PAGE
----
Guest writer BIANCA reveals the hauntings of The George Hotel in Crawley, Sussex, now known as The Ramada by Wyndham
I used to work as assistant sales director at The George Hotel in Crawley, Sussex. It’s a beautiful old building, renamed The Ramada by Wyndham Gatwick.
A former coaching inn with half-timbered outer walls in leafy Sussex, the hotel dates back to 1579, with parts of the building dating to 1450.
Ghoulishly, there used to be a gallows in the square outside.
The inn was perfectly located for an overnight stop between London and Brighton. A long eight-hour long journey by coach and horses, it must have been a welcoming sight to see the hotel all lit up.
This is the hotel featured in Sir Arthur Conan Doyle’s mystery Rodney Stone, featuring bare knuckle fighters.
I had a very suave Italian boss, who never mentioned to me any of the mysterious occurrences.
Spooky goings-on in Crawley
During my first position for them as banqueting coordinator,it was on my rounds, showing conference rooms that I began to notice some strange phenomena.
When I became unnerved by them, I started to ask around. It took a while but eventually people began to open up.
I noticed the ladies bathroom downstairs was always cold even when the heating was on.
The feeling of being watched in there was really horrible. It was a feeling of being glued to the spot and unable to move.
Walking down the corridor outside, at the halfway point, I had the same experience of being unable to move. I remember describing it as “walking through treacle, as if you can’t lift your legs”.
If I had to show the ballroom to potential wedding clients, the tour was always quite nippy as the feeling persisted in there also. But it was a beautiful room so luckily no one noticed, other than to say “it’s quite cold in here is the heating on?” which it invariably was.
Haunted activity at the George Hotel
The night porter told me that sometimes when they were alone, the disused antique brass bells hanging in reception would sometimes ring by themselves. Electric lights would switch on and off by themselves, usually when someone was alone.There was a cupboard door which no matter how many times it was locked the door would open by itself. I had also locked it and seen it open again after the chambermaids had locked the keys away.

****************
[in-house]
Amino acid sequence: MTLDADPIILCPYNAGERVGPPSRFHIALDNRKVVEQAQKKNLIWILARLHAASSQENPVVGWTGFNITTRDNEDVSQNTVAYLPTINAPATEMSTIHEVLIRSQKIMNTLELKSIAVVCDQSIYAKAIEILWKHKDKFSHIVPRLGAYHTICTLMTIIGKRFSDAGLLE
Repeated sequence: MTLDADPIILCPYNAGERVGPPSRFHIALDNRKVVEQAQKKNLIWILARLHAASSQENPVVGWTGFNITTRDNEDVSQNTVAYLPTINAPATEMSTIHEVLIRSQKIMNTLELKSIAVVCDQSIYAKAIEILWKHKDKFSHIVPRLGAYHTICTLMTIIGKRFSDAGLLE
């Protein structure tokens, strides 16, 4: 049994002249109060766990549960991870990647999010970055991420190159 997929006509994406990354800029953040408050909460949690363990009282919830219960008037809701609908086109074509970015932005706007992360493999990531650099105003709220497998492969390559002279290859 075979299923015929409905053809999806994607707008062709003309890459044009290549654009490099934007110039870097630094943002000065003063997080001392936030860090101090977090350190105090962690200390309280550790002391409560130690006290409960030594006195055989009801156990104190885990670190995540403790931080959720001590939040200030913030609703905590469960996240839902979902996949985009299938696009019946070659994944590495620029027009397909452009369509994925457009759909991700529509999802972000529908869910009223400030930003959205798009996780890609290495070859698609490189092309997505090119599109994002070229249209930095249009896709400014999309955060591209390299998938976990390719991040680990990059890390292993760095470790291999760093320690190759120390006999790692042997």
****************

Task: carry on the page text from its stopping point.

There were rumoured to be the ghost of a night watchman who drank poisoned wine and a little girl in a white dress.
I am keeping the most grisly tale for last.
Acid Bath Murderer John Haigh
This is the place that acid bath murderer John Haigh dined the night he strangled a female guest and then disposed of her body in a bath in a house at the back of the George Hotel.
He mainly chose wealthy female victims but had been known to kill men. The total killed was nine.
In February 1949, sulphuric acid and a human foot were found in a Leopold Road warehouse along with human fat.
Haigh was a fan of the French murderer Georges-Alexandre Sarret, who dissolved the bodies of his victims in acid. (LINK)
The fiend found out it took 30 minutes to dissolve the body of a mouse and continued to calculate from there.
Haigh soon developed a technique of befriending people with properties or businesses, murdering them and disposing of their bodies in acid, which he kept barrels of in a warehouse.
Crafty to the last, at his trial Haigh claimed to be a blood drinker hoping to get himself committed to a psychiatric hospital and then eventually released.
But the death sentence was handed down instead, putting an end to his cunning crimes.
Back to modern times,there is a room in the hotel which during my time there was turned into a room for staff to sleep in, as several American tourists had woken up terrified reporting feelings of pressure on their chests and hands around their throat.
This was apparently the room that Haigh dined in before murdering his female victim and then disguising her as being merely tired having drugged her drink, dragged her around the back of the hotel and disposed of her in a bath of acid at a nearby property.
BIANCA is a passionate folklorist and designer whose dissertation about the influence of folklore on our culture spawned her MA in Folklore at Herts Uni. She supplemented her grant by doing Tarot readings and designing tattoos